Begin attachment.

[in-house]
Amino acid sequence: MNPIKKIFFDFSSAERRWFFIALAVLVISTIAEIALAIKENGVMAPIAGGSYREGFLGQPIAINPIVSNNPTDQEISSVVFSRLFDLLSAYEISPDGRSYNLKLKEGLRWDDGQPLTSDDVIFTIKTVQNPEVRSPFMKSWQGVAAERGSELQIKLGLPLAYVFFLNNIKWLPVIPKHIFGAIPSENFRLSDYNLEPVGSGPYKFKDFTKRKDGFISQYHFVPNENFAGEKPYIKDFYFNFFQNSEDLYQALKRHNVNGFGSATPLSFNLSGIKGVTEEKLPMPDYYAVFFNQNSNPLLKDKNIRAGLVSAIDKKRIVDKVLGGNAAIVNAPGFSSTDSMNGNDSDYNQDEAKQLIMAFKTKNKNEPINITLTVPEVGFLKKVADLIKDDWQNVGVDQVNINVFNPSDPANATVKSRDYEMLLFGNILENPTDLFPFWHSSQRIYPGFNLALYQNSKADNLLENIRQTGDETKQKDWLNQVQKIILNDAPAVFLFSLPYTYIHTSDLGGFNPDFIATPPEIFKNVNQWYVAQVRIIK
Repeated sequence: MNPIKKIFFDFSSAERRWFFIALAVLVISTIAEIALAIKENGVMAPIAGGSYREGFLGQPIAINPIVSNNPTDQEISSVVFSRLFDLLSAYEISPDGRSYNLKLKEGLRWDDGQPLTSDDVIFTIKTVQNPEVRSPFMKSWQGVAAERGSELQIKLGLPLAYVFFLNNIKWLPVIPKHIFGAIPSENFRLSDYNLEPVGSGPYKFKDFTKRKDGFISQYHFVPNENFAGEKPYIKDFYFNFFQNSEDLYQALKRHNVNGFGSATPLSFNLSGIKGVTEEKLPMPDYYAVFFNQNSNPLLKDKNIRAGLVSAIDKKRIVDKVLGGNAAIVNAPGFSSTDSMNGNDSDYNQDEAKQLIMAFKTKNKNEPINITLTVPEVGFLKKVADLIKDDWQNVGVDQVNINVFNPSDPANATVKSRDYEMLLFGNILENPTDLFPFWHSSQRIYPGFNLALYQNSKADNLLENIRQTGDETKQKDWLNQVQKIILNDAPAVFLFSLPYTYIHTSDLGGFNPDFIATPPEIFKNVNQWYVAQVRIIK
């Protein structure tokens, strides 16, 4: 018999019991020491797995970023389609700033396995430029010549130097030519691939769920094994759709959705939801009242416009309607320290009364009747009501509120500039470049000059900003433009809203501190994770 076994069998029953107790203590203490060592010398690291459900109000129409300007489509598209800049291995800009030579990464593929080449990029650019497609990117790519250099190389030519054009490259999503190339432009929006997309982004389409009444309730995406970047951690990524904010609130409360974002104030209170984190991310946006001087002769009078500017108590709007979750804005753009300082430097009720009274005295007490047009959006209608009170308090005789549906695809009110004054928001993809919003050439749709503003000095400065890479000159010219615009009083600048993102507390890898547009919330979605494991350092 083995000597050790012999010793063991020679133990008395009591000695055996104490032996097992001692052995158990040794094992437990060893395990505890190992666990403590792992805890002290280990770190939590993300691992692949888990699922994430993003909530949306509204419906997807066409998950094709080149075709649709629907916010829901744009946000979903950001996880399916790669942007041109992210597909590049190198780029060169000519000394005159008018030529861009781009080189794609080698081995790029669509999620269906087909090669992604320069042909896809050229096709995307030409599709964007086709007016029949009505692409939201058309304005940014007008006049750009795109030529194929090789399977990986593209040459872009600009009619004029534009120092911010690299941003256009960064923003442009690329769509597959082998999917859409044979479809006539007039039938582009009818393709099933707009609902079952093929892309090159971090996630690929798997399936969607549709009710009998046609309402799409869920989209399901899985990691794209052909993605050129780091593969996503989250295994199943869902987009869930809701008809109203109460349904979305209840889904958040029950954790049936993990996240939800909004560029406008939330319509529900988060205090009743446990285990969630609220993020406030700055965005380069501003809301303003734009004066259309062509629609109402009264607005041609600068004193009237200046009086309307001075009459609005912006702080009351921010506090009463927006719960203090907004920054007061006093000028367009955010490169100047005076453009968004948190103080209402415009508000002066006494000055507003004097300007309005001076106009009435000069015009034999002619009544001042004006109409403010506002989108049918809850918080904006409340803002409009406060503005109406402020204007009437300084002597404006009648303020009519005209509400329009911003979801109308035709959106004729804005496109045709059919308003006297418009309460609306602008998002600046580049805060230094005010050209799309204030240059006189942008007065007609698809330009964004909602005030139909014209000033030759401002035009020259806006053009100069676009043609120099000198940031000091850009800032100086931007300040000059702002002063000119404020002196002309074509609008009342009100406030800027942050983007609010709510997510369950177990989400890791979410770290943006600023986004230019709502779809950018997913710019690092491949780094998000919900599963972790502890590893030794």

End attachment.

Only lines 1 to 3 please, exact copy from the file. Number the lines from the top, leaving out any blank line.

[in-house]
Amino acid sequence: MNPIKKIFFDFSSAERRWFFIALAVLVISTIAEIALAIKENGVMAPIAGGSYREGFLGQPIAINPIVSNNPTDQEISSVVFSRLFDLLSAYEISPDGRSYNLKLKEGLRWDDGQPLTSDDVIFTIKTVQNPEVRSPFMKSWQGVAAERGSELQIKLGLPLAYVFFLNNIKWLPVIPKHIFGAIPSENFRLSDYNLEPVGSGPYKFKDFTKRKDGFISQYHFVPNENFAGEKPYIKDFYFNFFQNSEDLYQALKRHNVNGFGSATPLSFNLSGIKGVTEEKLPMPDYYAVFFNQNSNPLLKDKNIRAGLVSAIDKKRIVDKVLGGNAAIVNAPGFSSTDSMNGNDSDYNQDEAKQLIMAFKTKNKNEPINITLTVPEVGFLKKVADLIKDDWQNVGVDQVNINVFNPSDPANATVKSRDYEMLLFGNILENPTDLFPFWHSSQRIYPGFNLALYQNSKADNLLENIRQTGDETKQKDWLNQVQKIILNDAPAVFLFSLPYTYIHTSDLGGFNPDFIATPPEIFKNVNQWYVAQVRIIK
Repeated sequence: MNPIKKIFFDFSSAERRWFFIALAVLVISTIAEIALAIKENGVMAPIAGGSYREGFLGQPIAINPIVSNNPTDQEISSVVFSRLFDLLSAYEISPDGRSYNLKLKEGLRWDDGQPLTSDDVIFTIKTVQNPEVRSPFMKSWQGVAAERGSELQIKLGLPLAYVFFLNNIKWLPVIPKHIFGAIPSENFRLSDYNLEPVGSGPYKFKDFTKRKDGFISQYHFVPNENFAGEKPYIKDFYFNFFQNSEDLYQALKRHNVNGFGSATPLSFNLSGIKGVTEEKLPMPDYYAVFFNQNSNPLLKDKNIRAGLVSAIDKKRIVDKVLGGNAAIVNAPGFSSTDSMNGNDSDYNQDEAKQLIMAFKTKNKNEPINITLTVPEVGFLKKVADLIKDDWQNVGVDQVNINVFNPSDPANATVKSRDYEMLLFGNILENPTDLFPFWHSSQRIYPGFNLALYQNSKADNLLENIRQTGDETKQKDWLNQVQKIILNDAPAVFLFSLPYTYIHTSDLGGFNPDFIATPPEIFKNVNQWYVAQVRIIK